Aimee Stephens at home in Fayetteville, N.C., March 23, 2018.
Eamon Queeney—The New York Times/Redux
May 12, 2020 3:20 PM EDT

Aimee Stephens, the trans activist at the center of the first transgender rights case before the U.S. Supreme Court, has died at the age of 59 from health complications, the American Civil Liberties Union (ACLU), who represented Stephens at the Supreme Court, said on Tuesday.

“Aimee did not set out to be a hero and a trailblazer, but she is one, and our country owes her a debt of gratitude for her commitment to justice for all people and her dedication to our transgender community,” Chase Strangio, a member of Stephens’ legal team, said in a statement.

“As a member of her legal team, I am deeply sad for this loss. As a transgender person and an advocate, I am filled with both grief and rage that we have lost an elder far too soon. As we, and millions, carry her work for justice forward, may she rest in power and continue to guide us on this path.”

In 2013, Stephens had announced her transition in a letter to her employers and colleagues at the Detroit-based funeral home R.G. and G.R. Harris Funeral Homes, and said she would begin dressing as befitted her gender identity. Stephens had worked as a funeral home director at the company for nearly seven years; prior to coming out as trans, she had done well at the job and recently been promoted, according to a blog post she wrote for the ACLU in 2018.

Stephens was fired two weeks after delivering her letter. In court documents, her employer said that he fired Stephens because she “wanted to dress like a woman” and was “no longer going to represent . . . as a man.” The funeral home argued that Stephens’ decision to wear the company’s women’s uniform — a jacket and skirt, rather than the men’s uniform of a suit and tie — violated its dress code.

The Washington Post reported that the funeral home offered Stephens a severance package if she agreed not to sue, but she turned it down. “Money at that point was not important,” Stephens told the Post. “It was the principle. Nobody should be fired over something like that.”

In 2014, the Equal Employment Opportunity Commission sued her former employer for sex discrimination. The suit, EEOC v. Harris Family Funeral Homes, worked its way through the justice system to become the first major transgender rights case to receive a full hearing before the Supreme Court last fall.

The case asks the court to rule on whether Title VII of the Civil Rights Act of 1964 — which prohibits employment discrimination based on sex, race, color, religion or national origin — also extends to transgender people. The Trump administration submitted a brief in August asking the court to rule that Title VII only protects against “biological sex,” which would set a precedent enabling employers to fires employees for being transgender.

Stephens did not live to see the Court’s ruling, which is expected at some point this summer.

Aimee Stephens speaks outside of the Supreme Court in Washington, D.C., on Oct. 8, 2019.
Sarah Silbiger—Bloomberg/Getty Images

“Just waiting for a positive outcome on this case is what really keeps me going day after day,” Stephens told TIME in 2018. “It’s not just for myself, but it’s also for all the other trans people in the world. Not just trans people, but also for all LGBTQ+ people.”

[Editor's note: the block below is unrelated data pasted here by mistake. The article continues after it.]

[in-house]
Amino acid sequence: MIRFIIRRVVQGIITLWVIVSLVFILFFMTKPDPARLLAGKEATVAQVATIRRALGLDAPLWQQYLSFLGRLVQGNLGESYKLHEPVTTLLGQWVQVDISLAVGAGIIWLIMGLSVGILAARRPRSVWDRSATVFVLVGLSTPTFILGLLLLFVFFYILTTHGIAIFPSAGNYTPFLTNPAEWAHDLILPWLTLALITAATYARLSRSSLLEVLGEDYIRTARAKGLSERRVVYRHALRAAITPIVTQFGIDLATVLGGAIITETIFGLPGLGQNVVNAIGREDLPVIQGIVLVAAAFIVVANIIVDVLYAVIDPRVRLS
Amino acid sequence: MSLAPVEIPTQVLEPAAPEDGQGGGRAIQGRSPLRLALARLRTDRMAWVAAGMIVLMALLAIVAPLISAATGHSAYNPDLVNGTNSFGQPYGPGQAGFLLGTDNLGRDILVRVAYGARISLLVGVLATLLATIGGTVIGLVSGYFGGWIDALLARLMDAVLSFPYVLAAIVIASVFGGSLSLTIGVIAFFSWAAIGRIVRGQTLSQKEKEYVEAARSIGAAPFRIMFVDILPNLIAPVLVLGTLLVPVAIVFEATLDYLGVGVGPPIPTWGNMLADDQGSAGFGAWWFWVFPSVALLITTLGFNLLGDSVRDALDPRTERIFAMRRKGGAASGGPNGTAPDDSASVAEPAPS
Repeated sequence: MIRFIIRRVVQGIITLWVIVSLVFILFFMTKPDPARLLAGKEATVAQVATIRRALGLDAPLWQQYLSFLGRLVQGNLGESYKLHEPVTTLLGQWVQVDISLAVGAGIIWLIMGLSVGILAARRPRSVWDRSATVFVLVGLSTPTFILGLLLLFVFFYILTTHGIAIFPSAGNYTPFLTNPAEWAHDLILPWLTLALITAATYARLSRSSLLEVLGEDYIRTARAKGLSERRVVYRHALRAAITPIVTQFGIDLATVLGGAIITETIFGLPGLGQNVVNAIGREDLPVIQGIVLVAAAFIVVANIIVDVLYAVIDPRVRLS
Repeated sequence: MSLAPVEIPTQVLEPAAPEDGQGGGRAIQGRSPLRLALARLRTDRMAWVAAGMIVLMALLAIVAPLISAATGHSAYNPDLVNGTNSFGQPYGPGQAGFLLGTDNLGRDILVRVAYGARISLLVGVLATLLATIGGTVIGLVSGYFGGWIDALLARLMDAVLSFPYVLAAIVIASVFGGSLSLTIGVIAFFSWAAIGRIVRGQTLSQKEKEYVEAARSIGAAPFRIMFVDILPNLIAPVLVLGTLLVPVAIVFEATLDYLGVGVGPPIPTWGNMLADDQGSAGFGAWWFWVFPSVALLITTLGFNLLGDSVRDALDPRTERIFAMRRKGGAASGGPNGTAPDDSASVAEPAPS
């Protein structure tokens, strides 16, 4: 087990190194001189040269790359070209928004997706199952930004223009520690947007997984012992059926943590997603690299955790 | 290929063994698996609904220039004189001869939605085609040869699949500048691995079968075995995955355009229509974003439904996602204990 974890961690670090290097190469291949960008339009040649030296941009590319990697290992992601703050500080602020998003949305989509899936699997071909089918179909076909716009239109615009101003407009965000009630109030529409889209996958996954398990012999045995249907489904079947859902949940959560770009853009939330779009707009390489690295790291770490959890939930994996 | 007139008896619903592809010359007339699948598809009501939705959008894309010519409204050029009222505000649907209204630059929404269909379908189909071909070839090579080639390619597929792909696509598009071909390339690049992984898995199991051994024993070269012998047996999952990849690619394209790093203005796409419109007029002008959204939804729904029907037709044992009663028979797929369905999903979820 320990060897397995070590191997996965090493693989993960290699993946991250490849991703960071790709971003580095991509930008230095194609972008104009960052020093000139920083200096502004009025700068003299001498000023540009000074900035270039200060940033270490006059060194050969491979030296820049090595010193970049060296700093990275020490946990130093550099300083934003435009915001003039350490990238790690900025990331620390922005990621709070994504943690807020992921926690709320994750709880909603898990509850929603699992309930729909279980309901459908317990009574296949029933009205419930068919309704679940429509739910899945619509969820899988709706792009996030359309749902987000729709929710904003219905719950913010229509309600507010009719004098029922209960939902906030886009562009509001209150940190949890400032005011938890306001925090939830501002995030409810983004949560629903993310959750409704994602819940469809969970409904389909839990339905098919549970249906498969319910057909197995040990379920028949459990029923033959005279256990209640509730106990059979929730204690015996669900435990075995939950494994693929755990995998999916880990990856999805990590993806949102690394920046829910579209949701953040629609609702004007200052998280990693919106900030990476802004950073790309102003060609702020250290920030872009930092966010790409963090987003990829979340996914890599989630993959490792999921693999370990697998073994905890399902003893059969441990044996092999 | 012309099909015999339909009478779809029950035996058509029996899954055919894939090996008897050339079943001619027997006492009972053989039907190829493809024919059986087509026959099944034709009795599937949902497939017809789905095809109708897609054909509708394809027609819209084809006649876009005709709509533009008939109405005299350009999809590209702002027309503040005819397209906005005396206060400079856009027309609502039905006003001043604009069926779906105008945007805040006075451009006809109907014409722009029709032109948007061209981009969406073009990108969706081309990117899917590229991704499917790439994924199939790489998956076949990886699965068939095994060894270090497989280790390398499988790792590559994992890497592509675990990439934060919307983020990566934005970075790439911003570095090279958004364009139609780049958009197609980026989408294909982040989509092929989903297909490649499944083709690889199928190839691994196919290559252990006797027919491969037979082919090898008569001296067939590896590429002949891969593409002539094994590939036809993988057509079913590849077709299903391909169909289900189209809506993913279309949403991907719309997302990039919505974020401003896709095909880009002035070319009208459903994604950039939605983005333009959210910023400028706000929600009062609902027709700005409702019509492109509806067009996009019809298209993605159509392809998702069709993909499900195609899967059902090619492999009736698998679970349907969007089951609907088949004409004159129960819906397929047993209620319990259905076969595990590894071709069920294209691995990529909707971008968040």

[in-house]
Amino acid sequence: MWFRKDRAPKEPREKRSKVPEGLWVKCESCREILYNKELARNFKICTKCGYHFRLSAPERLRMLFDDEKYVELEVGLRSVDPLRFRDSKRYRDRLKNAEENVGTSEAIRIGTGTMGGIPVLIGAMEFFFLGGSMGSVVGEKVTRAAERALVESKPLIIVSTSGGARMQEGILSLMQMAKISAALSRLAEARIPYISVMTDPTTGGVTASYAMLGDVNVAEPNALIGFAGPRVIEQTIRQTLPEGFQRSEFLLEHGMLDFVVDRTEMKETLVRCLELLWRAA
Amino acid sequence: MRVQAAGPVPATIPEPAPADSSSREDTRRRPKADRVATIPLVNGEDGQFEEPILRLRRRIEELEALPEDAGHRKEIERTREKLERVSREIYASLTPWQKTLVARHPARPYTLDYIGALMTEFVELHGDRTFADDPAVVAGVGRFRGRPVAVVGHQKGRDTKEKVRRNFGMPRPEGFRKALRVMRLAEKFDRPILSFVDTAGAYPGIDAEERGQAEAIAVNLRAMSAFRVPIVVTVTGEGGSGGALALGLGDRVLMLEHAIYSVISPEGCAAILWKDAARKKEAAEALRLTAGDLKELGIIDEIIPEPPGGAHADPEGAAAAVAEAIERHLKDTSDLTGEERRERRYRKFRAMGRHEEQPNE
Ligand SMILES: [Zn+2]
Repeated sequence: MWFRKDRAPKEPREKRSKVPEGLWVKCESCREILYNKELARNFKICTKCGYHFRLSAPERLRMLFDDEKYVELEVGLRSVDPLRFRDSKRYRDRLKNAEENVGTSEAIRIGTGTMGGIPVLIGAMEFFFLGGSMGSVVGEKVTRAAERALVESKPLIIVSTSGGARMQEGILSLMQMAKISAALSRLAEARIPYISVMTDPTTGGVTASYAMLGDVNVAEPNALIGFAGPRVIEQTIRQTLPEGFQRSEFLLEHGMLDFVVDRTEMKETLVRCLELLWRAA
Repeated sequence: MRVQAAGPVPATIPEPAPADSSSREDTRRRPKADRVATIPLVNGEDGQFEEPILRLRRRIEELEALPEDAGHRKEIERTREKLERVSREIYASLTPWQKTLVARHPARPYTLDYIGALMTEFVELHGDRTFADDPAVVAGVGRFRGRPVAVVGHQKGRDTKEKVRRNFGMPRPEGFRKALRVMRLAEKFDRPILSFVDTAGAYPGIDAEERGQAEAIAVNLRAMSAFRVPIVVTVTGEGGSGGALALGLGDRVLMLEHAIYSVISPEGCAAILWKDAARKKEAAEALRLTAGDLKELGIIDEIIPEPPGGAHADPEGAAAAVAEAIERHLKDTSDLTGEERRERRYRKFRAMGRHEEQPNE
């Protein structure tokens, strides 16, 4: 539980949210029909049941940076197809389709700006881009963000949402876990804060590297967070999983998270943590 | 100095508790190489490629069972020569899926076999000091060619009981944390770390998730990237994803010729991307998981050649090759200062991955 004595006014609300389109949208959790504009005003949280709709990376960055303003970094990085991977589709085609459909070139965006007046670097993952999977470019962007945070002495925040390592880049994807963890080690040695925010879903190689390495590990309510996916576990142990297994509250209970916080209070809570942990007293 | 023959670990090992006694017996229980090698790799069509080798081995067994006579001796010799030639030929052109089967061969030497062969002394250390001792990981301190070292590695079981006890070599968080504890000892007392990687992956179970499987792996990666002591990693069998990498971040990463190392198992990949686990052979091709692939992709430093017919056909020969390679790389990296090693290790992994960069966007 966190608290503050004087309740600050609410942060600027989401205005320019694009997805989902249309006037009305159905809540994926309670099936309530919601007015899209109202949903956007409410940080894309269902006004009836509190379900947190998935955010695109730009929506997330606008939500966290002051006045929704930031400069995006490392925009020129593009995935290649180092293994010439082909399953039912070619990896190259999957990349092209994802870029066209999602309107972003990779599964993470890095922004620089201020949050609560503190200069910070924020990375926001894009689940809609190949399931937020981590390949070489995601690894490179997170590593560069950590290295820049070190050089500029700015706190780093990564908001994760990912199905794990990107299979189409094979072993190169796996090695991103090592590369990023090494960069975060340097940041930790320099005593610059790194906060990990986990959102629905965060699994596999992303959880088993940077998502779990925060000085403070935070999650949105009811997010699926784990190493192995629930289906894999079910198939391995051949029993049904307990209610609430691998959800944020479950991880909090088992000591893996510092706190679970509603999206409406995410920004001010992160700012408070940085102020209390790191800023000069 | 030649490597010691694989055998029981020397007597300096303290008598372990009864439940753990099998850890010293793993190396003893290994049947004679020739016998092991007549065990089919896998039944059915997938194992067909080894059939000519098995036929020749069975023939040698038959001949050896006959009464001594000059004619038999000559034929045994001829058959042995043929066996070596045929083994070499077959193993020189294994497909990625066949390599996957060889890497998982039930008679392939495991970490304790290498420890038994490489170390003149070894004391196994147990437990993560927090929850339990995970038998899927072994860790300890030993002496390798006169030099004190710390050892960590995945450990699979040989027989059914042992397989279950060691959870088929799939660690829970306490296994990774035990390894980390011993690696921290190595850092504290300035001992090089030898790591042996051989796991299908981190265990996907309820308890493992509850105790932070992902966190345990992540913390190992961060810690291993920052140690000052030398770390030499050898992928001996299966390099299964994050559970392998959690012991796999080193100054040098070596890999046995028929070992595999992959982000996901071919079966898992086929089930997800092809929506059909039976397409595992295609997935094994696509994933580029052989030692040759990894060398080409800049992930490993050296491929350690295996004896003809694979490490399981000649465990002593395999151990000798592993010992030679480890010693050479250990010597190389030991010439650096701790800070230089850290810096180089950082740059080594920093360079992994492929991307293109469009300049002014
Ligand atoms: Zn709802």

Stephens grew up in Fayetteville, N.C., in a conservative Southern Baptist family without any exposure to transgender people, she told the Post in 2019. In an interview with the ACLU, Stephens said that by the age of five years old, she knew she was “not like every other kid on the street.”

Stephens first began working in funeral services while studying to be a Baptist minister, per the ACLU, and continued in the field for nearly three decades. In 2009, Stephens came out to her wife Donna as a transgender woman and began to transition, with Donna’s support, according to the Post.

In recent years, Stephens’ health had deteriorated, and by 2018 she suffered from respiratory problems and kidney failure, needing dialysis three times a week. In a GoFundMe created on May 7, 2020, her family announced that Stephens had been diagnosed with stage four renal failure and had entered hospice care.

“Being fired from her employer caused an immediate financial strain, leading her spouse Donna to take on several jobs,” the GoFundMe page reads. (Stephens struggled to find employment after her firing, but was later hired as an autopsy technician.) “Friends and family have stepped in when they can, but years of lost income have taken a toll on their finances.” Per the ACLU, losing her job also left Stephens’ without health insurance when her kidneys began to fail. The GoFundMe asks people to donate to help with the cost of end of life care and funeral costs.

“Thank you from the bottom of our hearts for your kindness, generosity, and keeping my best friend and soulmate in your thoughts and prayers,” Donna Stephens said in a statement released by the ACLU on Tuesday. “The outpouring of love and support is our strength and inspiration now.”

In a 2018 interview, Stephens told TIME that she hoped the Supreme Court would consider her case, as well as others dealing with LGBT rights, “with the one thought in mind that we’re all human beings.”

“Sooner or later someone comes along who has to be willing to fight for that cause and do what it takes in order to accomplish our goals,” Stephens said. “And I set out to be that person if I could be.”

Write to Madeleine Carlisle at madeleine.carlisle@time.com.

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